The past year has been eventful for data management in the federal government space. On Jan. 14, 2019, the OPEN Government Data Act (Title II of the Foundations for Evidence-Based Policymaking Act ) became law. Two key requirements are that the “all non-sensitive government data be made available in machine-readable formats by default” and that “head of each agency shall designate a nonpolitical appointee employee in the agency as the Chief Data Officer.” Then on June 4, an Office of Management and Budget memorandum established a Federal Data Strategy framework to “enable Government to fully leverage data as a strategic asset.”
Of the 20 required actions in the FDS action plan, six must be implemented by individual agencies:
- Identify data needs to answer priority agency questions.
- Constitute a diverse data governance body.
- Assess data and related infrastructure maturity.
- Identify opportunities to increase staff data skills.
- Identify priority data assets for agency open data plans.
- Publish and update data inventories.
Although these legislative and policy changes are focused on federal agencies, they will have a lasting effect on state and local governments as well. These changes recognize that data is one of the most valuable assets and must be effectively leveraged for greater public good. This strategy calls for adoption of enterprise data management — “an organization’s ability to effectively create, integrate, disseminate and manage data for all enterprise applications, processes and entities requiring timely and accurate data delivery.”
Now that the stage is set for taking charge of public-sector data, federal, state and local government leaders must start acting. It is easy to get tangled in the technical complexities and paralyzed by the prospect of boiling oceans of data. Knowing where to start and what to execute in the short term is critical for the overall success.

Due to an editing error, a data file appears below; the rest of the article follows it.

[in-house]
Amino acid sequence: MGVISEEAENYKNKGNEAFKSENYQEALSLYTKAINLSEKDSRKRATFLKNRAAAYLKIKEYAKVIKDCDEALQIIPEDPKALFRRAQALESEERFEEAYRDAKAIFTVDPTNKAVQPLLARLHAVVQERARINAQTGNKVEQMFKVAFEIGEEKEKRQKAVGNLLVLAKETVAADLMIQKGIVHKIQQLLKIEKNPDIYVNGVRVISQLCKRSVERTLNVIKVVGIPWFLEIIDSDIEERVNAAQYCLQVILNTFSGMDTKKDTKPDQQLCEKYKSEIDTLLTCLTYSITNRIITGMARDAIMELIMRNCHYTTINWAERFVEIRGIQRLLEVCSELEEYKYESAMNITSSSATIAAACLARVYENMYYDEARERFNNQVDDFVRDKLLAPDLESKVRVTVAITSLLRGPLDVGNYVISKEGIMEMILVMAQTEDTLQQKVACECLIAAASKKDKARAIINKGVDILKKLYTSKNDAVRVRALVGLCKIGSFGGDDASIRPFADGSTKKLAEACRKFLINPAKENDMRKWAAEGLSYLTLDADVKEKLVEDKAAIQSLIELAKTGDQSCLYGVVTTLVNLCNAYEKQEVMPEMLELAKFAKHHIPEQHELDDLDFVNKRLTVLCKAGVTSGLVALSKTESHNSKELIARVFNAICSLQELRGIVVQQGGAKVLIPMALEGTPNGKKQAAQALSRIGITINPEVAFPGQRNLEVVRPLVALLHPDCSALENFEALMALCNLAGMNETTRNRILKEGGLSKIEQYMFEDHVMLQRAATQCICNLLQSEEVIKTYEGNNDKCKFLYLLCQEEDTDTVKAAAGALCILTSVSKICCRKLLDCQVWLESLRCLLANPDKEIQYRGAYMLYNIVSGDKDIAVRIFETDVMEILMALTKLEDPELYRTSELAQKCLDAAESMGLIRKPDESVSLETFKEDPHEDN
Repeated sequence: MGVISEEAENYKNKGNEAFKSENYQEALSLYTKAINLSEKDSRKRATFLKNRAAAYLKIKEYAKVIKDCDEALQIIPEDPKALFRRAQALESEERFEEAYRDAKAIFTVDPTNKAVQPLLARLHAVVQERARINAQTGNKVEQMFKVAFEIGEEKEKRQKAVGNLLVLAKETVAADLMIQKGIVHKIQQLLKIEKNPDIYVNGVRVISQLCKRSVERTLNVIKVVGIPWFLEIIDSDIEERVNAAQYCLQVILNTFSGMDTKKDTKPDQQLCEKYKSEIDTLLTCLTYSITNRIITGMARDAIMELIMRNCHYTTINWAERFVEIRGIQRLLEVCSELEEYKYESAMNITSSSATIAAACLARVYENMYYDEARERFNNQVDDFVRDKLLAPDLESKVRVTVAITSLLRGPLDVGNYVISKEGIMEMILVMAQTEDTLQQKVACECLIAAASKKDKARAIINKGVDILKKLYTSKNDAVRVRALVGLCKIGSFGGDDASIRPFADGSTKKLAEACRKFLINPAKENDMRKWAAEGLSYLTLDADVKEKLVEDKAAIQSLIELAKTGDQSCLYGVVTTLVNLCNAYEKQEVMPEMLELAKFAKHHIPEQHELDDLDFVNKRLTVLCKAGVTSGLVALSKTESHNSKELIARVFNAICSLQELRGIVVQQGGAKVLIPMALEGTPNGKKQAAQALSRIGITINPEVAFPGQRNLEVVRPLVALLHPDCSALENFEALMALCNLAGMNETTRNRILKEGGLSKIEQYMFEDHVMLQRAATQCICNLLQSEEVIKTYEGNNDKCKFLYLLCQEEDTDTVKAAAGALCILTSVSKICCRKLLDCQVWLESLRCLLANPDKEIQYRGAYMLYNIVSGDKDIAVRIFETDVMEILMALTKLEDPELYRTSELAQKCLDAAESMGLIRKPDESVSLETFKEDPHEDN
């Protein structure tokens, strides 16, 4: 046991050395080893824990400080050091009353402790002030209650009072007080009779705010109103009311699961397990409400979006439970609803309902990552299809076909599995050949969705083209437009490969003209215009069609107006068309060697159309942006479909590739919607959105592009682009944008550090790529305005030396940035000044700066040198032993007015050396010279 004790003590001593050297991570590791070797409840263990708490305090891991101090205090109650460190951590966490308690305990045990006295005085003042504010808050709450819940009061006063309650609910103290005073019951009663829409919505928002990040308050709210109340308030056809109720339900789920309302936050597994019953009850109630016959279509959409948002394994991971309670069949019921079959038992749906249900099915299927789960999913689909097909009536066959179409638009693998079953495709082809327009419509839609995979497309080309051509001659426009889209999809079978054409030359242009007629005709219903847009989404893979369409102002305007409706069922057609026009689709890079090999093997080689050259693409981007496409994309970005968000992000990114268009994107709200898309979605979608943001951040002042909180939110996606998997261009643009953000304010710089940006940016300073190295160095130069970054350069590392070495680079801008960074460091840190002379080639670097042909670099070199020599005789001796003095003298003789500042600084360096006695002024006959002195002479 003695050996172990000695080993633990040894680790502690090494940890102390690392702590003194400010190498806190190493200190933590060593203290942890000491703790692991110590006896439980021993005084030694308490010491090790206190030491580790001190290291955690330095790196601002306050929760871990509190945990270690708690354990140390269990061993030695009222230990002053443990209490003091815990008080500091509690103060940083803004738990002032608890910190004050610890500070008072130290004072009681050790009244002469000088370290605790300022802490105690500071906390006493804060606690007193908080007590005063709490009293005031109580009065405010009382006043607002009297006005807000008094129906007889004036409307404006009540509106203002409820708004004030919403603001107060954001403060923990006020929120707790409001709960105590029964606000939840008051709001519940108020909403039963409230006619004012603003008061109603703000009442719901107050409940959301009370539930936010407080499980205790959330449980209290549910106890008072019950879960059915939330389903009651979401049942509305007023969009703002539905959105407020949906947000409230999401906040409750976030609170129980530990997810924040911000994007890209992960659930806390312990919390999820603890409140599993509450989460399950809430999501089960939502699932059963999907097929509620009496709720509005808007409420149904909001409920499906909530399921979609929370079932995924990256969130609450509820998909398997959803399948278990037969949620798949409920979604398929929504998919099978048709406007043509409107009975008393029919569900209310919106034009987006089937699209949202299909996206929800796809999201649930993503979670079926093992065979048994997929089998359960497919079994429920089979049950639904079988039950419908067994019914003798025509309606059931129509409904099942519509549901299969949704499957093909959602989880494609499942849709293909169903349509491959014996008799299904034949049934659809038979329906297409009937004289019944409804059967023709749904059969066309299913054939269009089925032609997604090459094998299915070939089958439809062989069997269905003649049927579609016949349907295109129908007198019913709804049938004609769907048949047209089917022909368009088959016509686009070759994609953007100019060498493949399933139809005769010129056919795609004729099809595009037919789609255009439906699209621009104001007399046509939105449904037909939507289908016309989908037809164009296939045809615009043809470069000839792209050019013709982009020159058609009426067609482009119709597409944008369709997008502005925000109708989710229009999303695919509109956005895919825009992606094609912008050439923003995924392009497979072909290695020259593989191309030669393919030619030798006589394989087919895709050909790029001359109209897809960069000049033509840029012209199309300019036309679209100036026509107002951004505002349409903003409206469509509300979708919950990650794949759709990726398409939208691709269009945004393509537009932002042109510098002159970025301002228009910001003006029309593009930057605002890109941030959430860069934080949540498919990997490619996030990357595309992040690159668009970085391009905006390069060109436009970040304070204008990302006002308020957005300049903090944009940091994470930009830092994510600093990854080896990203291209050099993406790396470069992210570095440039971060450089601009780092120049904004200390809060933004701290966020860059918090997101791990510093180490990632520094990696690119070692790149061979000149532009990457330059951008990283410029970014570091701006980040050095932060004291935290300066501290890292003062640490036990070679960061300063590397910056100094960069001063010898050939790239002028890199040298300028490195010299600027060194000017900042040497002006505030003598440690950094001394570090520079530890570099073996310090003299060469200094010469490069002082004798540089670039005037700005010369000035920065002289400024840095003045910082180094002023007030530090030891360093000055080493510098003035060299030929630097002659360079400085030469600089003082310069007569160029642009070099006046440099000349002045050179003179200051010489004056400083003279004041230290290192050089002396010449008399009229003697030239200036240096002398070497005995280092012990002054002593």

The following are foundational data strategies that public-sector agencies should take now term to enable them to become data-driven organizations that successfully leverage data as a strategic asset for public good.
Find a right data leader
Aligns with the OPEN Data Act
As leadership coach John Maxwell said, “Everything rises and falls on leadership” — and that includes successful execution of an enterprise data management strategy. It’s complexity requires a relentless champion with strategic acumen coupled with technical prowess and coalition building skills. Charging implementation to a committee or another executive such as the chief operating officer, the CFO or even the CIO is not a recipe for success. Agencies need a leader with undivided attention who believes in the power of leveraging data and can continuously inspire an organization to move forward on this journey. That champion should be included in the senior executive team, as this role is as important as the one of CIO or CTO. If the data leader is expected to direct organizational change, it is only reasonable to have such a leader report directly to the top executive.
Enterprise data strategy execution is a journey. To move forward, an organization must understand where it currently stands and where its gaps and strengths are. Data maturity assessment accomplishes just that. There are a number of assessment models to choose from, so organizations can pick a relevant model based on their unique needs.
Regardless of the approach, data maturity assessment provides vital reconnaissance that must be conducted at the start of the journey to become a data driven organization. One option is to use the Data Maturity Model developed by the Federal Data Cabinet. It offers a comprehensive look at the state of data and helps set a baseline. The strength of this model is that it focuses not only on data governance but also on the full range of enterprise data management components including analytics capability, data culture, data management, data personnel, data systems and technology as well as data governance. Other enterprise data management assessment models to consider have been developed by Gartner, Stanford University, IBM, Oracle and DataFlux. This is neither an exhaustive nor suggested list of models, but rather a sample of options.
Once data maturity model is selected, agencies should consider using the assessment effort to also gauge staff data-literacy levels and identify opportunities to increase data skills. Data maturity assessment will help organizations define current and future states. Analyzing the gap between two states will highlight the missing data skills the enterprise must develop to support the future state. For example, if an organization strives to develop a culture of self-serving analytics but the workforce lacks knowledge of business intelligence tools (such as Tableau, Power BI, etc.), this gap should be identified and the needed skills identified.
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